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by Ashley Jordan Ferira, PhD, RDN
Autism spectrum disorder (ASD) is a complex neurodevelopmental syndrome with significant social, communication and behavioral deficits and challenges.(1) No cure exists for ASD, although early interventions (birth to 3 years) can yield developmental improvements.1 ASD impacts approximately 1 in 68 children in the US and is 4.5 times more common in boys (1 in 42) than girls (1 in 189).(2)
Vitamin D’s extraskeletal roles are numerous, including its role as a neurosteroid, impacting both brain development and connectivity, and likely synaptic plasticity as well.(3) Vitamin D is also one of the most common micronutrient deficiencies. Previous research has revealed associations between gestational and early childhood vitamin D insufficiency and ASD.(4) This suggests that hypovitaminosis D represents a modifiable risk factor for ASD.(4) Furthermore, preliminary evidence demonstrates that gene variants related to vitamin D metabolism play a role in the pathophysiology of ASD.(5) Robustly designed intervention trials have been scant.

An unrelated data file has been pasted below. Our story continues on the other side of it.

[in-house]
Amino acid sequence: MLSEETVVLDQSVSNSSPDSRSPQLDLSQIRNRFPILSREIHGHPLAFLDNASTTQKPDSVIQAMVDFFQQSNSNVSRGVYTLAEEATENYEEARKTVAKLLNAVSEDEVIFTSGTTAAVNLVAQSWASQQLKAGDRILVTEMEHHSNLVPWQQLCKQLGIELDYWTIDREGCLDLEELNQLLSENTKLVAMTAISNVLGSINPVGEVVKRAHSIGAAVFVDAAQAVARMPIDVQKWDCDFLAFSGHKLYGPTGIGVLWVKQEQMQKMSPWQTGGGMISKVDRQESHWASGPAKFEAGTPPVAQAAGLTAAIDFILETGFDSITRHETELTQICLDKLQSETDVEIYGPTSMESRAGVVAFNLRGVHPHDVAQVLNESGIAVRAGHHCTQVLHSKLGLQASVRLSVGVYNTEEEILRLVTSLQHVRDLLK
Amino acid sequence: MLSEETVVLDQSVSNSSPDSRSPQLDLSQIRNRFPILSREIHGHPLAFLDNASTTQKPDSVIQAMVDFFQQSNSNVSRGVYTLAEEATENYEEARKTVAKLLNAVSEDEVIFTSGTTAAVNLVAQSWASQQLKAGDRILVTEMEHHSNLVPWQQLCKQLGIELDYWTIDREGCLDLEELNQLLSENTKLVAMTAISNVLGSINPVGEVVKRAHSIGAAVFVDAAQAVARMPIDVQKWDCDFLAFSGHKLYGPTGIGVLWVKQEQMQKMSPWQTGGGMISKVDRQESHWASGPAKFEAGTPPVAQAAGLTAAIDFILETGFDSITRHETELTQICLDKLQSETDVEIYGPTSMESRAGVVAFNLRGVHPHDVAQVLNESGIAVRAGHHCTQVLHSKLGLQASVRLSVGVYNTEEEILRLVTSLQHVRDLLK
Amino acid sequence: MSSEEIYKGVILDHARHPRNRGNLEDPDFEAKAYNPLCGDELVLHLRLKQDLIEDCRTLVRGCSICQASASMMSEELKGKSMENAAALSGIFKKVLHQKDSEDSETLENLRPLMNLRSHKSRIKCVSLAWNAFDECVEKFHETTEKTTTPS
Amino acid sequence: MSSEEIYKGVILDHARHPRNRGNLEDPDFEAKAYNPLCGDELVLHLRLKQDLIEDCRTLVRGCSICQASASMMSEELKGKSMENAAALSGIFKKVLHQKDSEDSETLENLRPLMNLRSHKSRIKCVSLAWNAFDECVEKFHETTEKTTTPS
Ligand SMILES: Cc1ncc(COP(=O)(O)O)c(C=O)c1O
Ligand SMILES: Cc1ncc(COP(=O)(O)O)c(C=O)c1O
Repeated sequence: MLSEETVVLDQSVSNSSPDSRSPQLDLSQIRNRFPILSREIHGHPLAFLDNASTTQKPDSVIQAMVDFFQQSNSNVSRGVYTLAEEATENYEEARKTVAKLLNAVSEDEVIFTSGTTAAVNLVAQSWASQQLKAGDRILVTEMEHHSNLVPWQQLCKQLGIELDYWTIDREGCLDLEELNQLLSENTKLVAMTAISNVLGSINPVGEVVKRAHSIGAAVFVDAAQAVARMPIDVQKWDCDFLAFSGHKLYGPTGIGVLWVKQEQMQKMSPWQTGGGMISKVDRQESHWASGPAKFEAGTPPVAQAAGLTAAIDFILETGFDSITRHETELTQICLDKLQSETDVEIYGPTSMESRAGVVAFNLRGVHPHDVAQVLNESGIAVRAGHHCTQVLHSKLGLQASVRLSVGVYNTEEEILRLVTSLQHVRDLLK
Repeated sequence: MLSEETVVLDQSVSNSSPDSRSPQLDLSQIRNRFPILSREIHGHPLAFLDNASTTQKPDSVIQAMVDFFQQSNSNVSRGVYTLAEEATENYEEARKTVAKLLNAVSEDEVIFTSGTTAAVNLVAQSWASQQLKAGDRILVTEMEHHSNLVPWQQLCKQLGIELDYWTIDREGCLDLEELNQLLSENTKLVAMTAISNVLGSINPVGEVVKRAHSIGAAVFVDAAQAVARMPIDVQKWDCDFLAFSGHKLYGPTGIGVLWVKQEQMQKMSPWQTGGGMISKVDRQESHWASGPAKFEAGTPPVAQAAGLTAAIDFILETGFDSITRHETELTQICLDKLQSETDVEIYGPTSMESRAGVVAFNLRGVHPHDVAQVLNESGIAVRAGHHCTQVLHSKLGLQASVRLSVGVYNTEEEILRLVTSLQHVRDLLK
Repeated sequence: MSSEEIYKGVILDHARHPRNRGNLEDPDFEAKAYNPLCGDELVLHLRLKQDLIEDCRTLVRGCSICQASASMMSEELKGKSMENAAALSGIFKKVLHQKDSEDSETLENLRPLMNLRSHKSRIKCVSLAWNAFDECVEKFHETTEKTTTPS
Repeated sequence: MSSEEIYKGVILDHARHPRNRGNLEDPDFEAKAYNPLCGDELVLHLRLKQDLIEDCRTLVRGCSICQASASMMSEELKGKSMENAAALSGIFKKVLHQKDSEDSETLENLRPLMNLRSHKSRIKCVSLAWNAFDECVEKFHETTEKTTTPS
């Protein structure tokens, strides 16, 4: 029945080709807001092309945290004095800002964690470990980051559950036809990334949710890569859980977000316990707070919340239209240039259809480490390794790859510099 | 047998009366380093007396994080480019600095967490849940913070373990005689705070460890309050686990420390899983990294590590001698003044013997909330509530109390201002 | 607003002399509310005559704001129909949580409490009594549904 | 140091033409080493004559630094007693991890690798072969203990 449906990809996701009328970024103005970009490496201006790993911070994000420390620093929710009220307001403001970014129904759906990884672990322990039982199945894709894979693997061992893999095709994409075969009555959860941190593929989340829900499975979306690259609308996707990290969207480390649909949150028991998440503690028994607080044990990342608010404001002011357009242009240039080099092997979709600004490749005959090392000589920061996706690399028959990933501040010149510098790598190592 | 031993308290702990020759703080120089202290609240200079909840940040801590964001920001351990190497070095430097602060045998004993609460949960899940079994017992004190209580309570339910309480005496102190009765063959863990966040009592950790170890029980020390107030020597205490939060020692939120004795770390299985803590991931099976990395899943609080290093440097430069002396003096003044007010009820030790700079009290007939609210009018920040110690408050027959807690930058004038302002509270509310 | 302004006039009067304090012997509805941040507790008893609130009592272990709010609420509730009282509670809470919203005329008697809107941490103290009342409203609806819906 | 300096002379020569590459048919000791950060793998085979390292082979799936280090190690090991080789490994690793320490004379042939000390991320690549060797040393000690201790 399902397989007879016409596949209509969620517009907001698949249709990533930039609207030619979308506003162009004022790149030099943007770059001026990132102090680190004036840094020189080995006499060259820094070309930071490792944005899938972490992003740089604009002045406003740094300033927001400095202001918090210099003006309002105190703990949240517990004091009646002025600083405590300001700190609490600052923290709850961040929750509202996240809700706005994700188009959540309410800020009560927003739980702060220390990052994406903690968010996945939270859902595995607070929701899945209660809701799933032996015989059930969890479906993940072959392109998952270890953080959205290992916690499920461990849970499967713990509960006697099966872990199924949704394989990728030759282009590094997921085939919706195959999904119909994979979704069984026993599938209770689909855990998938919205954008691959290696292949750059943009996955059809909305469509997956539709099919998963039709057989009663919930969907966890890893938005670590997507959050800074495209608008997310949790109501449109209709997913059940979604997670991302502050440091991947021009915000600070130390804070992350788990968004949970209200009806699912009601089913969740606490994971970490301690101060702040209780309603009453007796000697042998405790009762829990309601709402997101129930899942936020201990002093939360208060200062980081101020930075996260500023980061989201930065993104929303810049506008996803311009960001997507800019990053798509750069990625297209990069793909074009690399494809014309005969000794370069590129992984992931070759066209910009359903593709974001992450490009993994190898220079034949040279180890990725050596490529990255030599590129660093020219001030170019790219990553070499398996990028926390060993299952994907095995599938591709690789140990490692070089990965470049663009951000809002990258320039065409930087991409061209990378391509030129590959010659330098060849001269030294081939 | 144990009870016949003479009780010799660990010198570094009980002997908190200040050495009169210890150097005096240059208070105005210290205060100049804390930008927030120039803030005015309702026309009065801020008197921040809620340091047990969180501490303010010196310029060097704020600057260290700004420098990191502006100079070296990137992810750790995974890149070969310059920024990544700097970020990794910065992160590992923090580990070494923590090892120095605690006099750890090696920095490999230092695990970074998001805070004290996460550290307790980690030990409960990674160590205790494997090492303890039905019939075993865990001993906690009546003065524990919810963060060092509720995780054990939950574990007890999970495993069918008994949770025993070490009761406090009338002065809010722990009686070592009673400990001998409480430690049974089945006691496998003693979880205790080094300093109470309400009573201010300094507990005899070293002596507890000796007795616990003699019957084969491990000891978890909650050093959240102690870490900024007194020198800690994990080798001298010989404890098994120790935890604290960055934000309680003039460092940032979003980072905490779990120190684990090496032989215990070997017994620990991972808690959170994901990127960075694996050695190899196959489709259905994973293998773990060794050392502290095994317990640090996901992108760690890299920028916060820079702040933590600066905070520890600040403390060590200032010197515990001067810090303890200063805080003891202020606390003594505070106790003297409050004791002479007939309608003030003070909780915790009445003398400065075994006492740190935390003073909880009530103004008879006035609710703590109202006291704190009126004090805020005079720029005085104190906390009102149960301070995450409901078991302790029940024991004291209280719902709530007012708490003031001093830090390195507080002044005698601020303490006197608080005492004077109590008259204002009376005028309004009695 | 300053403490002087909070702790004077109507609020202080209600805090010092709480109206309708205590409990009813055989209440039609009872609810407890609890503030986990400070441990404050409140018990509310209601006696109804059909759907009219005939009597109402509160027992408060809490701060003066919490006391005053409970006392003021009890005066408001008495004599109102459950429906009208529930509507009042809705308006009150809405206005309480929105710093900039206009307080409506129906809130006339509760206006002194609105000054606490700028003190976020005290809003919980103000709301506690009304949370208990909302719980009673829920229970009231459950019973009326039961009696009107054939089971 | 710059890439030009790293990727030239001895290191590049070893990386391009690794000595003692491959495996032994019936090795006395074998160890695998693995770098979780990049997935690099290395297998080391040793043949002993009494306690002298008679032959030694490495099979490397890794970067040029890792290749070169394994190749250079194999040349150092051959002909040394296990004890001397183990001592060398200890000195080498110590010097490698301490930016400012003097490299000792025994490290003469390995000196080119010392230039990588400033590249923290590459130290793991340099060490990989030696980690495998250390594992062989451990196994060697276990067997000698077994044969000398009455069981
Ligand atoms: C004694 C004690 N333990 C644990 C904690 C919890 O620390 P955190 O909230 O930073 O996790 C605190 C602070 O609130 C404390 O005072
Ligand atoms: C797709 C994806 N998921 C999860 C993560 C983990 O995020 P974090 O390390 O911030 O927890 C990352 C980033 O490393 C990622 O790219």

The first double-blind randomized controlled trial (RCT) utilizing vitamin D3 supplementation in children with ASD was recently published in The Journal of Child Psychology and Psychiatry.(6) The study included 109 Egyptian children (85 boys; 24 girls) 3-10 years of age with confirmed ASD diagnosis. The children were randomized to receive vitamin D3 drops (300 IU D3/kg/day; not to exceed 5,000 IU/day) or matching placebo drops daily for 4 months.6 Serum 25-hydroxyvitamin D (25[OH]D) levels were measured at baseline and 4-months. For ethical reasons, children who were identified to have vitamin D deficiency (25[OH]D <20ng/mL) were excluded from the study and administered vitamin D supplementation by the study authors.6 Autism symptoms were assessed using validated measures completed by two different psychologists and a senior psychiatrist.(6)
Four months of daily vitamin D3 supplementation at 300 IU/kg/day:(6)
Why is this Clinically Relevant?